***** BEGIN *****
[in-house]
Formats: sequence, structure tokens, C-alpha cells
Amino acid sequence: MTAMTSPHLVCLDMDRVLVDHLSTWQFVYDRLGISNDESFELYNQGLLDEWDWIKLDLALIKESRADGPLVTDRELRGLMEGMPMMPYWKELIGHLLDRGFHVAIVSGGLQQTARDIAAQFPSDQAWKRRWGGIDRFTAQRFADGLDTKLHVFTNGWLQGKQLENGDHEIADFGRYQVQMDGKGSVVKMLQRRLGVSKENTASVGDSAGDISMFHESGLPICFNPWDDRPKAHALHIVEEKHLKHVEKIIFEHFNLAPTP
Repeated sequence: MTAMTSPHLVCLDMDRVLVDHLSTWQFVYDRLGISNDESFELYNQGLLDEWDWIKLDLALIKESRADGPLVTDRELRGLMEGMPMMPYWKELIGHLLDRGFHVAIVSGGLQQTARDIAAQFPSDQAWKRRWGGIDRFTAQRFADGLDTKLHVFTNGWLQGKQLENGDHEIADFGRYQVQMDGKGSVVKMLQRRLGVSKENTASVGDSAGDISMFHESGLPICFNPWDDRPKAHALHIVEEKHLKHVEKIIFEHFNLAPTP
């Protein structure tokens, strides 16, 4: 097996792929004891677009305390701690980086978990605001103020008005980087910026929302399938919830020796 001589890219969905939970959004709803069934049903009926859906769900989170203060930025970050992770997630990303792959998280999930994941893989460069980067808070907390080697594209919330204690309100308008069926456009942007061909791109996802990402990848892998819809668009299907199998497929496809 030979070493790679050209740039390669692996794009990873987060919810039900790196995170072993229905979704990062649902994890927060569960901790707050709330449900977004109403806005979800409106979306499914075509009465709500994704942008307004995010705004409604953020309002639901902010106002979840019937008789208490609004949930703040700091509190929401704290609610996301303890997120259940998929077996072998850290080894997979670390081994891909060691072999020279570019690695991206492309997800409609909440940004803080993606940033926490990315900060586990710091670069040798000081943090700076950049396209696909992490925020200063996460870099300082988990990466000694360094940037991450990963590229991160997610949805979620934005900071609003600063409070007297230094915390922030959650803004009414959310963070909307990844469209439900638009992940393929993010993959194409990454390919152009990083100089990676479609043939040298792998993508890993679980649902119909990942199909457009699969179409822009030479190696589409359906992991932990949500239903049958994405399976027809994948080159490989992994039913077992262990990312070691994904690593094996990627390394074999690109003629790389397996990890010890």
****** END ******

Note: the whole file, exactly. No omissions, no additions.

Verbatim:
[in-house]
Formats: sequence, structure tokens, C-alpha cells
Amino acid sequence: MTAMTSPHLVCLDMDRVLVDHLSTWQFVYDRLGISNDESFELYNQGLLDEWDWIKLDLALIKESRADGPLVTDRELRGLMEGMPMMPYWKELIGHLLDRGFHVAIVSGGLQQTARDIAAQFPSDQAWKRRWGGIDRFTAQRFADGLDTKLHVFTNGWLQGKQLENGDHEIADFGRYQVQMDGKGSVVKMLQRRLGVSKENTASVGDSAGDISMFHESGLPICFNPWDDRPKAHALHIVEEKHLKHVEKIIFEHFNLAPTP
Repeated sequence: MTAMTSPHLVCLDMDRVLVDHLSTWQFVYDRLGISNDESFELYNQGLLDEWDWIKLDLALIKESRADGPLVTDRELRGLMEGMPMMPYWKELIGHLLDRGFHVAIVSGGLQQTARDIAAQFPSDQAWKRRWGGIDRFTAQRFADGLDTKLHVFTNGWLQGKQLENGDHEIADFGRYQVQMDGKGSVVKMLQRRLGVSKENTASVGDSAGDISMFHESGLPICFNPWDDRPKAHALHIVEEKHLKHVEKIIFEHFNLAPTP
């Protein structure tokens, strides 16, 4: 097996792929004891677009305390701690980086978990605001103020008005980087910026929302399938919830020796 001589890219969905939970959004709803069934049903009926859906769900989170203060930025970050992770997630990303792959998280999930994941893989460069980067808070907390080697594209919330204690309100308008069926456009942007061909791109996802990402990848892998819809668009299907199998497929496809 030979070493790679050209740039390669692996794009990873987060919810039900790196995170072993229905979704990062649902994890927060569960901790707050709330449900977004109403806005979800409106979306499914075509009465709500994704942008307004995010705004409604953020309002639901902010106002979840019937008789208490609004949930703040700091509190929401704290609610996301303890997120259940998929077996072998850290080894997979670390081994891909060691072999020279570019690695991206492309997800409609909440940004803080993606940033926490990315900060586990710091670069040798000081943090700076950049396209696909992490925020200063996460870099300082988990990466000694360094940037991450990963590229991160997610949805979620934005900071609003600063409070007297230094915390922030959650803004009414959310963070909307990844469209439900638009992940393929993010993959194409990454390919152009990083100089990676479609043939040298792998993508890993679980649902119909990942199909457009699969179409822009030479190696589409359906992991932990949500239903049958994405399976027809994948080159490989992994039913077992262990990312070691994904690593094996990627390394074999690109003629790389397996990890010890």